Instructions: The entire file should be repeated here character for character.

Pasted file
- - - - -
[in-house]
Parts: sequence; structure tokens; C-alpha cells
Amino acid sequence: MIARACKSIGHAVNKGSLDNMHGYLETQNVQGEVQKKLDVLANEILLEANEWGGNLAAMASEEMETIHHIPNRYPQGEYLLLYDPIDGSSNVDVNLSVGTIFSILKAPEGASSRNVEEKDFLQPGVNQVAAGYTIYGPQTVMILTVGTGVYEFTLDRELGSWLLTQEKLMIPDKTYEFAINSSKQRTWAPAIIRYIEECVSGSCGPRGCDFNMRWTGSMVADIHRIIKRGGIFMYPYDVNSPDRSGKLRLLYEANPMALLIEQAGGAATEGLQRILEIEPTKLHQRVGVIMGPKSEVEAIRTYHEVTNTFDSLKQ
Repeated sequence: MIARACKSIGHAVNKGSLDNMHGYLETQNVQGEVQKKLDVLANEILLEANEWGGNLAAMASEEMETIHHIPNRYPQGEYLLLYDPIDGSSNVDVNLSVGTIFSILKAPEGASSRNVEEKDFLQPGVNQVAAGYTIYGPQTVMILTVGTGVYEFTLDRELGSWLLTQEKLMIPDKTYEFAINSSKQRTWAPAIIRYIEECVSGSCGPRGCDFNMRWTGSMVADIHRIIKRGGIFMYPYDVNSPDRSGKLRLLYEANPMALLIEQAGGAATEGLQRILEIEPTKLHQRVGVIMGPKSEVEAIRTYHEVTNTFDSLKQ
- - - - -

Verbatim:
[in-house]
Parts: sequence; structure tokens; C-alpha cells
Amino acid sequence: MIARACKSIGHAVNKGSLDNMHGYLETQNVQGEVQKKLDVLANEILLEANEWGGNLAAMASEEMETIHHIPNRYPQGEYLLLYDPIDGSSNVDVNLSVGTIFSILKAPEGASSRNVEEKDFLQPGVNQVAAGYTIYGPQTVMILTVGTGVYEFTLDRELGSWLLTQEKLMIPDKTYEFAINSSKQRTWAPAIIRYIEECVSGSCGPRGCDFNMRWTGSMVADIHRIIKRGGIFMYPYDVNSPDRSGKLRLLYEANPMALLIEQAGGAATEGLQRILEIEPTKLHQRVGVIMGPKSEVEAIRTYHEVTNTFDSLKQ
Repeated sequence: MIARACKSIGHAVNKGSLDNMHGYLETQNVQGEVQKKLDVLANEILLEANEWGGNLAAMASEEMETIHHIPNRYPQGEYLLLYDPIDGSSNVDVNLSVGTIFSILKAPEGASSRNVEEKDFLQPGVNQVAAGYTIYGPQTVMILTVGTGVYEFTLDRELGSWLLTQEKLMIPDKTYEFAINSSKQRTWAPAIIRYIEECVSGSCGPRGCDFNMRWTGSMVADIHRIIKRGGIFMYPYDVNSPDRSGKLRLLYEANPMALLIEQAGGAATEGLQRILEIEPTKLHQRVGVIMGPKSEVEAIRTYHEVTNTFDSLKQ